Baltimore suburb or small town New England? Visitors arriving at Towson's Goucher College are greeted by a little bit of both. The campus beckons visitors with its small pond and ample woods covering much of the 287-acre campus. The stone buildings, surrounded by lounging students in favorable weather, make the college seem less like a suburban attraction and more like the small liberal arts colleges farther north.
Goucher does lay claim to that liberal arts tradition. It is also part of the tradition of educating women, which was its main mission until becoming co-ed in 1986. Today the school has grown to an enrollment of approximately 1,700 students.
Faces and focuses
Though most of Goucher's students hail from the mid-Atlantic region, the student body includes people from across the nation and abroad. Recently, applicant numbers have risen, with about half of all applicants accepted. The 2003 edition of U.S. News and World Report's college rankings places Goucher in the top 100 of the nation's liberal arts colleges.
Goucher students choose from 24 majors. One popular option is an interdisciplinary major in which students, under close advisement from faculty members, design their own majors. Most Goucher students are undergraduates, but the school also offers graduate programs: An M.A. in arts administration, historical preservation, and teaching, an M.F.A. in creative non-fiction and an M. Ed.
A new academic addition is the Kratz Center for Creative Writing that funds a writer-in-residence each semester and is headed by novelist Madison Smartt Bell, author of "Master of the Crossroads" and "All Souls' Rising."
Another recent change at Goucher involves its stewardship. Sanford J. Ungar tookoffice in July 2001 after an extended nationwide search following the departure of Judy Jolley Mohraz. (Mohraz led the school in one of its most successful financial endeavors, a $40 million capital campaign.) Ungar, a former voice on National Public Radio's All Things Considered and Dean of the School of Communications at American University, has said that increasing Goucher's international and global consciousness is one of his primary goals.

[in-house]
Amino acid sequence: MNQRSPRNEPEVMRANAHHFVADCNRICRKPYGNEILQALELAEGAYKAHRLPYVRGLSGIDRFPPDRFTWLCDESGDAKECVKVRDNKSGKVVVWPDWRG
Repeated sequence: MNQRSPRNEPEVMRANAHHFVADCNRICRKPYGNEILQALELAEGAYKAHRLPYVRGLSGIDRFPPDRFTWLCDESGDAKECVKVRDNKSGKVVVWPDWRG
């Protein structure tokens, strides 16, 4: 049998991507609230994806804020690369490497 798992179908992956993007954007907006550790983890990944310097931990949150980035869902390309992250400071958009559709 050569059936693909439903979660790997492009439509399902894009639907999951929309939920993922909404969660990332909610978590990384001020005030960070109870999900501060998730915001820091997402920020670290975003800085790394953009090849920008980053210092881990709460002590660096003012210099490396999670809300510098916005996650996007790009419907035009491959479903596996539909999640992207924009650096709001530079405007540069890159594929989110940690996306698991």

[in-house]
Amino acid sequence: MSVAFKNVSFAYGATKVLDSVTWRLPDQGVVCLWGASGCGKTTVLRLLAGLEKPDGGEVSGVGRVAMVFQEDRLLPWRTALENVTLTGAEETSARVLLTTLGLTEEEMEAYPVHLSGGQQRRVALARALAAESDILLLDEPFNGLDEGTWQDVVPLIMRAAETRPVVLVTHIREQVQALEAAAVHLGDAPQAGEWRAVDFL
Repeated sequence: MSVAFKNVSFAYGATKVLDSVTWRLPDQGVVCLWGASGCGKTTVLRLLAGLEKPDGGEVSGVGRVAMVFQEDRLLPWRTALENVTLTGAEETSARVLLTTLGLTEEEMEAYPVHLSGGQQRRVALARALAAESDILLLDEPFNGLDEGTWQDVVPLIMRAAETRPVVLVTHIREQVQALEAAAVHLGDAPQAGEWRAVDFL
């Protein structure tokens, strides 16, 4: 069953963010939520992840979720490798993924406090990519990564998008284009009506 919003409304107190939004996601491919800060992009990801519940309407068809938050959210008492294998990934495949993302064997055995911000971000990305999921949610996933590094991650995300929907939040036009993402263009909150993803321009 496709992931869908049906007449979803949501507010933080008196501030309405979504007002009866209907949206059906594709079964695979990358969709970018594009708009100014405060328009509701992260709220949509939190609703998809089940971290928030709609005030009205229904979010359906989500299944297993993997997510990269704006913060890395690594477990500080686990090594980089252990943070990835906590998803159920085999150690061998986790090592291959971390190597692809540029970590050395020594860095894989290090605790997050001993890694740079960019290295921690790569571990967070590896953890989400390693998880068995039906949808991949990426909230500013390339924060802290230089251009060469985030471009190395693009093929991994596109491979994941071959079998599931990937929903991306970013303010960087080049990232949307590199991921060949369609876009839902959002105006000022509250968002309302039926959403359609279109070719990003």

Goucher was founded in downtown Baltimore in 1885 by Methodist ministers Dr. John Goucher and John B. Van Meter, with the assistance of Goucher's wife Mary Cecilia Fisher Goucher. Originally named Women's College of Baltimore, the school was renamed Goucher in 1910 following Dr. Goucher's death. The school remained downtown until 1954 when it moved to its present location.
Goucher was much more than a finishing school for elite young women. The students studied everything from the classics to physics and chemistry. The women of Goucher were serious about things other than studying. In the 1960s Goucher students participated in the civil rights movement. A few even landed in jail for their efforts.
The school's community activism remains strong today. Several classes incorporate service components. Outside of class, students often join CAUSE, a community service organization and one of the largest student clubs on campus. Their activities include tutoring at-risk junior high school students and working with victims of domestic violence.
In the mid-1980s, men eventually joined Goucher's women. Nationwide, same-sex colleges were unable to recruit large numbers in the early 1980s. Struggling to fill classrooms and dorm rooms, Goucher started to accept male students, much to the dismay of many of its alumni. With the incorporation of men, the school also ceded its place among the prestigious Seven Sisters Network that includes Smith College and Mount Holyoke.